The new British Prime Minister Theresa May announced six members of her cabinet today.

Amid a sweeping crackdown on dissent in Egypt, security forces have forcibly disappeared hundreds of people since the beginning of 2015, according to a new report from Amnesty International.

It's an "unprecedented spike," the group says, with an average of three or four people disappeared every day.

The Republican Party, as it prepares for its convention next week has checked off item No. 1 on its housekeeping list — drafting a party platform. The document reflects the conservative views of its authors, many of whom are party activists. So don't look for any concessions to changing views among the broader public on key social issues.

Many public figures who took to Twitter and Facebook following the murder of five police officers in Dallas have faced public blowback and, in some cases, found their employers less than forgiving about inflammatory and sometimes hateful online comments.

As Venezuela unravels — with shortages of food and medicine, as well as runaway inflation — President Nicolas Maduro is increasingly unpopular. But he's still holding onto power.

"The truth in Venezuela is there is real hunger. We are hungry," says a man who has invited me into his house in the northwestern city of Maracaibo, but doesn't want his name used for fear of reprisals by the government.

The wiry man paces angrily as he speaks. It wasn't always this way, he says, showing how loose his pants are now.

Ask a typical teenage girl about the latest slang and girl crushes and you might get answers like "spilling the tea" and Taylor Swift. But at the Girl Up Leadership Summit in Washington, D.C., the answers were "intersectional feminism" — the idea that there's no one-size-fits-all definition of feminism — and U.N. climate chief Christiana Figueres.

Copyright 2016 NPR. To see more, visit

Copyright 2016 NPR. To see more, visit

Copyright 2016 NPR. To see more, visit

Copyright 2016 NPR. To see more, visit


A Portrait Of The Artist As A Young, Self-Engrossed Brooklynite

Jul 18, 2013

Adelle Waldman's debut novel, The Love Affairs of Nathaniel P., is fiction — but only just. It's a detailed, realistic depiction of the lives of the literary 30-somethings who frequent the "faux-dives and mysteriously hip restaurants" currently gentrifying Brooklyn, written from the perspective of Nate, a young Brooklyn writer with a book deal who dates mostly editorial assistants and Barnard graduates. So of course, I — as a recent Barnard graduate, now editorial assistant — read this book in four hours, hoping to discover all my boyfriend's secret thoughts.

But though Nate's adventures are never less than fun, they're not particularly enlightening. He has a five-month affair with another writer, Hannah (yes, she went to Barnard). They have sex, brunch, go to rooftop parties and sports bars. Nothing ever happens that doesn't happen in a relatively calm period in the life of any privileged artsy person trying to make it in New York. And the stakes are never more than knee-high. Is this the day to wash your coffee pot? Will your ex-girlfriend be mad at you if you're late to her dinner party?

The most emotionally wrought moment in the book comes after Nate and Hannah break up. She writes him an email trying to figure out what went wrong ("I wonder — had we talked, really talked, would things have been better?"), and Nate paces around his apartment, unsure of what to write back: "He didn't really know what he thought or felt, and what he did know was confused and frankly, somewhat upsetting. What he had learned ... was that his unhappiness was eminently containable, if managed correctly. That meant no dwelling, it meant moving forward." Nate doesn't have enough to say to come anywhere near matching the length of Hannah's email, but writing something shorter seems offensive. He decides to call her. He never does. And that's pretty much as action-packed as this book gets.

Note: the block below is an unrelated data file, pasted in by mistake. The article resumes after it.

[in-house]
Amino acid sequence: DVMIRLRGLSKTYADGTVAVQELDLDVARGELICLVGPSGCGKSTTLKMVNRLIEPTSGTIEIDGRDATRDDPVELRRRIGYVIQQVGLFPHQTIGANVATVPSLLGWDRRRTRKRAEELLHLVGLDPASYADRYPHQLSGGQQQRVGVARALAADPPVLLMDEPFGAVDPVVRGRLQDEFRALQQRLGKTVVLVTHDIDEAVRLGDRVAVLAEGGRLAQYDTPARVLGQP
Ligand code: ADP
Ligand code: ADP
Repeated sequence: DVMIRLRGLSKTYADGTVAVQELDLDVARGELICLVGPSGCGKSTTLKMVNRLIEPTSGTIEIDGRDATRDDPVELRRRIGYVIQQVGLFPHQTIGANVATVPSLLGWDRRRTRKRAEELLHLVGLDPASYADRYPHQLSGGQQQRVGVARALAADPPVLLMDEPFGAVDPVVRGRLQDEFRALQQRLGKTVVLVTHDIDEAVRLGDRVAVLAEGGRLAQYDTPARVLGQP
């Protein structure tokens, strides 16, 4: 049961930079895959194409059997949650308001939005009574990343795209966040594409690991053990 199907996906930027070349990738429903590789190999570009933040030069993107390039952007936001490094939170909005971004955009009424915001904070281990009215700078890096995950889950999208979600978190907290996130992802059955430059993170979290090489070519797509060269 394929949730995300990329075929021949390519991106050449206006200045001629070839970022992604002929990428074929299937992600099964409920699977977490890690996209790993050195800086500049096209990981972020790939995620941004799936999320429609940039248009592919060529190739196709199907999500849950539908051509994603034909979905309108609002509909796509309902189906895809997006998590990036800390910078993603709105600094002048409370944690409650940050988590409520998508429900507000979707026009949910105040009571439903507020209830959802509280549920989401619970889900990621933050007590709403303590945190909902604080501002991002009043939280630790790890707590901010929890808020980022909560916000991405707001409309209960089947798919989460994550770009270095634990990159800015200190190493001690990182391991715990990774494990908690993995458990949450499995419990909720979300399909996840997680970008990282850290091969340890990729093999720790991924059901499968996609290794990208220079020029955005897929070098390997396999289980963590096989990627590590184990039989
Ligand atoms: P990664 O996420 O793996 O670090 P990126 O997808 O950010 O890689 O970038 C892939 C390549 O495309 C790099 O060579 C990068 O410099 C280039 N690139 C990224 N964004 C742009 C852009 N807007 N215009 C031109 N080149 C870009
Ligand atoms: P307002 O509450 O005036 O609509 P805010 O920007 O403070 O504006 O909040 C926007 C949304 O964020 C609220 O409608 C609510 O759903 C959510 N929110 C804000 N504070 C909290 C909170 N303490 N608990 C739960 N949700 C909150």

All the same, the careful way in which Waldman offers relationship insight from the perspective of a seemingly sensitive (though maybe not as sensitive as one would like) nerdy Jewish guy makes the book addictive and fun to read. We find out why Nate didn't call Hannah four days after their first date, and what he thinks about her jeans (he wonders why her friends haven't told her they're not flattering). These are questions I've Googled endless variations of, but it's a shame the answers turn out to be so unsatisfying.

Waldman does best when she's operating outside Nate's head, filling the book with sharp, funny observations about life in New York and class privilege. At Harvard, Nate notes how his classmates, when talking about their summer houses in Vermont or Maine, "would compete about whose had the fewest amenities." Waldman also captures the way everyone on the subway seems fascinating when you first move to New York City — the women in their "neat looking glasses ... sexy high-heeled boots and ... cool hair" — but also how, over time, it turns out that most of the strangers that talk to you are not actually that cool, even in New York. And a lesson from Nate's posh former girlfriend about what you can buy from Target ("things that started with the letter T: Tupperware, tights, toothpaste") is particularly memorable.

But would I recommend this book if you don't already care about the lives of 30-somethings in Brooklyn and aren't worried about whether your boyfriend likes you? Probably not. And if you do care, and are worried, you'll probably read this book in one sitting like I did — but you might not come away knowing much more than you did when you started. Literature can work wonders, as Kafka said, as "the ax for the frozen sea inside us." Unfortunately, as Kafka's famous social anxiety proves, the only way to find out how the person you're dating feels is to ask.

Copyright 2013 NPR. To see more, visit